Two Many Roosters

Or This Queendom Ain’t Big Enough For the Both of Us

The correct ratio of roosters to hens is 1:10 or so, but we have kept two roosters and four hens. As usual we are determined to learn from experience rather than rely on what literature tells us. I prefer Skana with his charcoal plumage, his dark Australorp eyes and his patient demeanour when I scoop him. These attributes allow me to ignore his ‘scream-a-doodle-doo’ crow.

Skana is beautiful, with his charcoal black feathers and rilliant red comb. He lacks a true tail and his crow is like a blood-curdling scream.

Skana is beautiful, with his charcoal black feathers and brilliant red comb. He lacks a true tail and his crow is like a blood-curdling scream.

FM prefers Pingu with his iridescent green and purple plumage, gorgeous rooster tail and rare crowing but he is elusive and expertly avoids the daily scoop.

The sunlight brought out irridescent green and purple in Pingu's feathers. His tail was superb!

The sunlight brings out irridescent green and purple in Pingu’s feathers. His tail is superb!

Both boys get along with each other, having been raised together, but Skana is definitely the top cock. He roosts with the girls, grazes with the girls and has his pick of the girls. Pingu hangs out at the edge of the flock and occasionally tries to get in on the action but is quickly put in his place.

As a result, Pingu has taken a keen interest in the new chicks and has set his mind on establishing his own harem. Like a pedophile, he spends the days lurking around their fenced area, crowing and strutting for them. Eventually when we opened the fencing to allow the chicks a wider range, he was on them in a mating frenzy. The flying feathers and screeches of these two month old babies stressed all of us out as they were pursued beyond their enclosure and had trouble finding their way back.

It also puts strain on Skana. Upon hearing the panicked calls of the chicks, Skana runs from his flock to the chicks to Pingu, trying desperately to assess the danger and to discipline Pingu. As Pingu’s confidence grows, he has started edging in on Skana’s hens but does so in a sneaky and violent fashion.

Pingu is looking a little sneaky here. No doubt he is lurking near the baby chicks, waiting to terrify him with his manliness.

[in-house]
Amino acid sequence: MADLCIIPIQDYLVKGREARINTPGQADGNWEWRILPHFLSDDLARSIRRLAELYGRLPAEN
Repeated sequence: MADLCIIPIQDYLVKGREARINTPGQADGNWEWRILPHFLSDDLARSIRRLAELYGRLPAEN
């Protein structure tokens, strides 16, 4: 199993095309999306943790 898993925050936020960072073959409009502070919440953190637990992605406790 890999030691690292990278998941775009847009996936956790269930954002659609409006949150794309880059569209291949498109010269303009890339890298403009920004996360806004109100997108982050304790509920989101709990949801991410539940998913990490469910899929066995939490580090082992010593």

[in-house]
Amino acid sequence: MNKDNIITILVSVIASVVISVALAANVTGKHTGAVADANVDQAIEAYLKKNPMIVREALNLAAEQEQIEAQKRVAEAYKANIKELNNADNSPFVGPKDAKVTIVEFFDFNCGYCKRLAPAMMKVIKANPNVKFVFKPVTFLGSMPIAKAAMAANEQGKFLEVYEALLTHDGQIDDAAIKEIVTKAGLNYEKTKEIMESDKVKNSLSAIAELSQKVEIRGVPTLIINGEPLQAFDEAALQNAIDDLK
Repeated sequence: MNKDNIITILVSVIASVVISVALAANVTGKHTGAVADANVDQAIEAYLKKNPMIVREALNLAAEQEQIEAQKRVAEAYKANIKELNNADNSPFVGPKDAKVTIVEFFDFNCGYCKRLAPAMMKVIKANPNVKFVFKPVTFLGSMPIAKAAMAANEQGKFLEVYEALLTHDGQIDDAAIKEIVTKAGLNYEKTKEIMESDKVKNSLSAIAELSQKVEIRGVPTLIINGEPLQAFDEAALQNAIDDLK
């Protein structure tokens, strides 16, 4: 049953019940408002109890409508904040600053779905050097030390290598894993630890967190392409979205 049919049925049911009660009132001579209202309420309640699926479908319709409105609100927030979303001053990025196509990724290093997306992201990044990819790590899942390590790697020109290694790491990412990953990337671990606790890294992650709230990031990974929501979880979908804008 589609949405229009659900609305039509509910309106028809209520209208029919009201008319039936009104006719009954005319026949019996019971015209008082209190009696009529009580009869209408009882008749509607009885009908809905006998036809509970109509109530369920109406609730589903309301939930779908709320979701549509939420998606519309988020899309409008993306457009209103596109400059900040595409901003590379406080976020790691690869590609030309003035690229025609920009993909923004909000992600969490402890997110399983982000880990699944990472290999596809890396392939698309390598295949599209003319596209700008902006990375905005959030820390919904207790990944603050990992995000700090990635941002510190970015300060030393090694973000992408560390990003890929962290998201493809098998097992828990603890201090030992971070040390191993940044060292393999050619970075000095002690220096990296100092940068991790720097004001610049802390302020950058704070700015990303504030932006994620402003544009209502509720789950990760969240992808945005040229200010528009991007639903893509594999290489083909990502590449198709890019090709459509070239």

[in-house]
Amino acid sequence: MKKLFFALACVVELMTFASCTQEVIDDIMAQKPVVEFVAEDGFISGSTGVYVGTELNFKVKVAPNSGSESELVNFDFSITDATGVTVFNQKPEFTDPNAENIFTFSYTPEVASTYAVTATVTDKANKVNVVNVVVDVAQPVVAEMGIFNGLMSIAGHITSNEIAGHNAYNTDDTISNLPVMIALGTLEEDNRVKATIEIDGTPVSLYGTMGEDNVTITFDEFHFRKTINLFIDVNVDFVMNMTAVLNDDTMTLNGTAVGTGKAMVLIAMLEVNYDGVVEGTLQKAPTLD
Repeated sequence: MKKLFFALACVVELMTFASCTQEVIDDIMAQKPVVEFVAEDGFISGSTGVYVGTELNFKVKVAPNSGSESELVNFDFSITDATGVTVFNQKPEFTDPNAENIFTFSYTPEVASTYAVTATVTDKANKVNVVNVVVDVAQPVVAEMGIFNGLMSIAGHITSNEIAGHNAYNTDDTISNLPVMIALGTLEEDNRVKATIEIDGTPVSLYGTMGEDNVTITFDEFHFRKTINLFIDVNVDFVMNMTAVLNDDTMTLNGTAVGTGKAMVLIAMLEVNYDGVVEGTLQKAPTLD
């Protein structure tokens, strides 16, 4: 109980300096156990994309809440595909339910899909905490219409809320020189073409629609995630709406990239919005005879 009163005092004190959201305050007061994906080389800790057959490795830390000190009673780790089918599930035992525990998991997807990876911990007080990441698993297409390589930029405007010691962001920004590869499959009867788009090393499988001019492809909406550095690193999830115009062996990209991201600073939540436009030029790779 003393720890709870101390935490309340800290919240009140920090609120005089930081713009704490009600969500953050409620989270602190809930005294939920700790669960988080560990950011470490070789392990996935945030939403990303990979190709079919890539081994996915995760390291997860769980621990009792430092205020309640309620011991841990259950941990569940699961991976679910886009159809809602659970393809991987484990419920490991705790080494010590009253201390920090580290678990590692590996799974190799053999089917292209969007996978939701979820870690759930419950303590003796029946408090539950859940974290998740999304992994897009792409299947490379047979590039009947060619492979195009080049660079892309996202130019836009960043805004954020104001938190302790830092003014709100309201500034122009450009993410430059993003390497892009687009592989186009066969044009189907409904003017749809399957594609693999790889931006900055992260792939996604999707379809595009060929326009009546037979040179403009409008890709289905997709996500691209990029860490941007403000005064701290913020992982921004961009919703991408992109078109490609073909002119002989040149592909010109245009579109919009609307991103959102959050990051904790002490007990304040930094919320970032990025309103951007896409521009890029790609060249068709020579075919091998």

Pingu is looking a little sneaky here. No doubt he is lurking near the baby chicks, waiting to terrify him with his manliness.

The hens are able to keep their eye on Skana’s macho moves and scoot out of reach when they choose to but they constantly blind-sided by Pingu’s ungentlemanly pounce. Let’s just say that everyone has lost a lot of feathers and every egg had been fertilized at least twice. Two of our hens, Tweedle Dee and Tweedle Dum, have gone into a hard moult and I truly believe that it is partially due to the stress of being constantly pursued.

And I haven’t even mentioned the crowing. The quiet Pingu has now found his voice and uses it as an answer to each of Skana’s calls. Oh… the endless crowing — it stresses out all 15 of us!

This looks so quaint and picturesque but, in reality, wine glasses within a kilometer radius were shattering!

Skana’s morning crowing session – This looks so quaint and picturesque but, in reality, wine glasses within a kilometer radius were shattering!

And so, the fate of Pingu was decided at the young age of 5 months old. We killed him and processed him just as we had done with his two brothers a few months earlier. Pingu wasn’t a malicious guy at all. He was the right rooster in the wrong place. He was just a guy trying to make his mark and I’m sure he was well-intentioned. His downfall was his gender.

As a three month old cockerel, Pingu was a shy beauty with lovely green/black feathers.

Here, as a three month old cockerel, Pingu was a shy beauty with lovely green/black feathers.

Sadly his sister, SunnySide will be the only one who mourns his passing.

Once again, Skana has been selected as top cock. Here he stands on the rooftop to celebrate. SunnySide is mildly impressed.

Once again, Skana has been selected as top cock. Here he stands on the rooftop to celebrate. SunnySide is mildly impressed.

Advertisements

3 Responses so far »

  1. 2

    Lizzy said,

    What breed is Jockey? He looks almost identical to a rooster I had as a little girl that was kicked out of the nest at just a week old and I raised him. His name was Pete and he was the sweetest boy. Anyway, he looked liked Jockey’s twin 🙂


Comment RSS · TrackBack URI

What do you think??

Fill in your details below or click an icon to log in:

WordPress.com Logo

You are commenting using your WordPress.com account. Log Out / Change )

Twitter picture

You are commenting using your Twitter account. Log Out / Change )

Facebook photo

You are commenting using your Facebook account. Log Out / Change )

Google+ photo

You are commenting using your Google+ account. Log Out / Change )

Connecting to %s

%d bloggers like this: